I have known of two houses that have exploded because of propane tanks..both new ones recently purchased.
Propane is heavier than air and will pool in the lower areas.
Any ignition source....*BOOM*.
Anyone who keeps a propane tank inside is a fool.
TMT
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Gary Player. |

Nope...could easily be a valve that failed...happens all the time.
Or the temperature rises and they vent.
I have known of two houses that have exploded because of propane tanks..both new ones recently purchased.
Propane is heavier than air and will pool in the lower areas.
Any ignition source....*BOOM*.
Anyone who keeps a propane tank inside is a fool.
TMT
This can't ever happen to me because the government made me buy all new tanks with Overfill Protection Valves. Nothing can go wrong now.
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on 4/22/2009 1:51 PM (ET) Malcolm Hoar wrote the following:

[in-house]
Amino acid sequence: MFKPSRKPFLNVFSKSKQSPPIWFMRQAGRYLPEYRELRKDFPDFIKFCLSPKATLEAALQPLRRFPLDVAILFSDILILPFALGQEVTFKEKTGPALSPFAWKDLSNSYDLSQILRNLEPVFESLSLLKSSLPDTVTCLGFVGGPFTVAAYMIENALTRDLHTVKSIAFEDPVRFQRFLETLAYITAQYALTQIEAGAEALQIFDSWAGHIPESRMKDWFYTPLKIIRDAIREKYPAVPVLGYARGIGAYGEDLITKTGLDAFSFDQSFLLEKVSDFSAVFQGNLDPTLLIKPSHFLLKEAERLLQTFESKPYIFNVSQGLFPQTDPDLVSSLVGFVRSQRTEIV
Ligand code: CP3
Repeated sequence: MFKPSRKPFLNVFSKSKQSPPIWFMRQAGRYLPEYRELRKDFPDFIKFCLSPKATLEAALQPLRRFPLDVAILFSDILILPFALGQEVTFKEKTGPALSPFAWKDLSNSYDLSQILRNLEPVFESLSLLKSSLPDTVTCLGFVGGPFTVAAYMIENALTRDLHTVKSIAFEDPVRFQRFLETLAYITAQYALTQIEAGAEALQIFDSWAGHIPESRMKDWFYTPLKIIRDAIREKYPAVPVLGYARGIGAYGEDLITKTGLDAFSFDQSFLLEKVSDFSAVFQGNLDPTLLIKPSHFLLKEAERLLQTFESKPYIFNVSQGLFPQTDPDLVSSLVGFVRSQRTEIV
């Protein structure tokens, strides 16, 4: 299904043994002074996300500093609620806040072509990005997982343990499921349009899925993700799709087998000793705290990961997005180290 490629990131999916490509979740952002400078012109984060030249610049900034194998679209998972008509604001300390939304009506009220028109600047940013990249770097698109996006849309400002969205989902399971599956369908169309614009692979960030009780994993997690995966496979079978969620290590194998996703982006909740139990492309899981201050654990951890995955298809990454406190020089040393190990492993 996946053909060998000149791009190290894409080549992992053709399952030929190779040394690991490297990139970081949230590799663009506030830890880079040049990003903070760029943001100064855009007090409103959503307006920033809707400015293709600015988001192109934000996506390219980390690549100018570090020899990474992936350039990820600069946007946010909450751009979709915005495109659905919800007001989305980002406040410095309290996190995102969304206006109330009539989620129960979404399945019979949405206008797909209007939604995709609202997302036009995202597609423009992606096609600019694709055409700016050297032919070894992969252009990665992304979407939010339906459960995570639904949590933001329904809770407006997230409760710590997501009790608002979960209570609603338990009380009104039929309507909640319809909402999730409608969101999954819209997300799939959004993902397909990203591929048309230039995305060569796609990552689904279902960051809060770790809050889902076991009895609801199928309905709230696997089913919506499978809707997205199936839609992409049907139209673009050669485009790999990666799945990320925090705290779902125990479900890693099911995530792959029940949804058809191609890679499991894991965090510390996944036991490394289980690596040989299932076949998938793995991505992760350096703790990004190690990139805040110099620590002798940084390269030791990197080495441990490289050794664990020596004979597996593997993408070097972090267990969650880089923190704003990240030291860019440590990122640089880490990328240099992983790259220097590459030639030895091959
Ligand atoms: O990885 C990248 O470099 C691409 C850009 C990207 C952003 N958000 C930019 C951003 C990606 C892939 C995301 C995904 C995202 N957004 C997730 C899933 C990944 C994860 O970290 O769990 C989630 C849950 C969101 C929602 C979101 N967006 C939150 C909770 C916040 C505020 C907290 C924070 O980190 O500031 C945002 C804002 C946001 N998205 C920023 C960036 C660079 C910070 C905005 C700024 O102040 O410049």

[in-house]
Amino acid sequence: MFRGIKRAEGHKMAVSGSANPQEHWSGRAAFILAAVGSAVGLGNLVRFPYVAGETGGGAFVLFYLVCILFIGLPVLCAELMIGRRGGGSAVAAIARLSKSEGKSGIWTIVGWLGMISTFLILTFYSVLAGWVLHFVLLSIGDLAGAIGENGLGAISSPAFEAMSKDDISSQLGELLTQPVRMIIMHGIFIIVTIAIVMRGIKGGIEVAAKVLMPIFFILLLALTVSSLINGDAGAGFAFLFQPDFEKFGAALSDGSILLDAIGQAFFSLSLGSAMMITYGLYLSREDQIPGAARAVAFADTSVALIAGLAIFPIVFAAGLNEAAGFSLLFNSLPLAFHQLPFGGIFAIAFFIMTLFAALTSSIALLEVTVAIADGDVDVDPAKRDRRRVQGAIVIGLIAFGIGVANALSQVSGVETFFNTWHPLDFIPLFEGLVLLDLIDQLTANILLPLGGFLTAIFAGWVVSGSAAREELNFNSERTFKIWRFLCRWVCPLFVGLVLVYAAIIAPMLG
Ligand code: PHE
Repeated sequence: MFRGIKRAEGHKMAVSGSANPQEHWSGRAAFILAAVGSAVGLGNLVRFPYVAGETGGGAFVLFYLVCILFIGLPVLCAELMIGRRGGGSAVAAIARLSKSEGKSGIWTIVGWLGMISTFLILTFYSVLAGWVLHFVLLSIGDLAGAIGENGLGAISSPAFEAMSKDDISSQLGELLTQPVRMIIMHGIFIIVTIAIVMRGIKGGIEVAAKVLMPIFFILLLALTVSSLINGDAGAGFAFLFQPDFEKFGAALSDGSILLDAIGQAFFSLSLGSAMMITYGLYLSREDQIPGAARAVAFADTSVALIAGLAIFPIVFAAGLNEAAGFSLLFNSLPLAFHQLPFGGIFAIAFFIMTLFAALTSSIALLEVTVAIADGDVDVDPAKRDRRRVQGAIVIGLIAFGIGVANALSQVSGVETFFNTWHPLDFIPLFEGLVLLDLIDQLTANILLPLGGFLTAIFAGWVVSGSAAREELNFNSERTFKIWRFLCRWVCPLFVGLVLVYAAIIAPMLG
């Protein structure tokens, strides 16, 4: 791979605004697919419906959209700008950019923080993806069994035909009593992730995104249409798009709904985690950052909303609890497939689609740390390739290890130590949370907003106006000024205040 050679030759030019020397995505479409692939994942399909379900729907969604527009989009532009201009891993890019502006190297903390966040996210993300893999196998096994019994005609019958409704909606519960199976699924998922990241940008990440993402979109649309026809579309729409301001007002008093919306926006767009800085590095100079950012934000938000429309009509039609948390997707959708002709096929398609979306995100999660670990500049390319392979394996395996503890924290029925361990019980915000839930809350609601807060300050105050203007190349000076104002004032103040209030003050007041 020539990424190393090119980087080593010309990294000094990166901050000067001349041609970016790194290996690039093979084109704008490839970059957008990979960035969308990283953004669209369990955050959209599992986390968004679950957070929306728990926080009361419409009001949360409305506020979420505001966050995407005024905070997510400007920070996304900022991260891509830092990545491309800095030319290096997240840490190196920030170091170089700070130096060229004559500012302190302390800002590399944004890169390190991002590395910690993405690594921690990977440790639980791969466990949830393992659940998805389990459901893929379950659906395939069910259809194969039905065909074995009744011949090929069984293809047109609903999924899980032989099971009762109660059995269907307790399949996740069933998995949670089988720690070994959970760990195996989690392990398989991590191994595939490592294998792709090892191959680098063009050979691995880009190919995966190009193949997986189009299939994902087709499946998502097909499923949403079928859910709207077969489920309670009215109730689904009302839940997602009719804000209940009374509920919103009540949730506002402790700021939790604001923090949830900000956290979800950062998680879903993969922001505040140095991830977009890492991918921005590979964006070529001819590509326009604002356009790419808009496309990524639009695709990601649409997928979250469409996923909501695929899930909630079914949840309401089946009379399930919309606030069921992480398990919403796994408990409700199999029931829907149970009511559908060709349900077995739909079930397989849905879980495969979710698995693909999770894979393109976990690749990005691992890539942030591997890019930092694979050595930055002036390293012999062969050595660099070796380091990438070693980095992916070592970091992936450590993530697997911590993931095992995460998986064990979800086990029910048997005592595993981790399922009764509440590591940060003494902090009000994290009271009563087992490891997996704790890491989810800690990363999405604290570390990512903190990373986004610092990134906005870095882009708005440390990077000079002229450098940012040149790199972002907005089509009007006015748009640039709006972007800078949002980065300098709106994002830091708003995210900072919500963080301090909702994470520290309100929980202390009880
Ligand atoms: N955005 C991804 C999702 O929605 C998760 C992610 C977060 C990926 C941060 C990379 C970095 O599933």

None in my house. The propane tanks stay hooked up to my barbecue grill in the yard, or stored in the cabinet under the grill. That is all year round, including hot Summers and below freezing Winters. I take out the tank stored under the grill when using the grill to prevent overheating from the lit grill. No fuel is stored anywhere in my house, including the garage, which is too full to get a car in there.
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Bill
In Hamptonburgh, NY
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How about your camp gear? Lantern? Stove? I had an almost full quart butane canister leak down after I removed it from the lantern. Then there are the hand torch small tanks that could do the same. I never have had one of those leak though.
Harry K
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on 4/23/2009 9:34 AM (ET) harry k wrote the following:

fueled up snow blower equipped tractor in my attached garage in the Winter, only because I can't keep it in the unheated detached shed. The throttle and choke cables freeze up and it can't be started. I have to push it out into the snow and try to warm up the cables with a small propane torch, which, by the way, is also kept in the attached garage all year.
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Bill
In Hamptonburgh, NY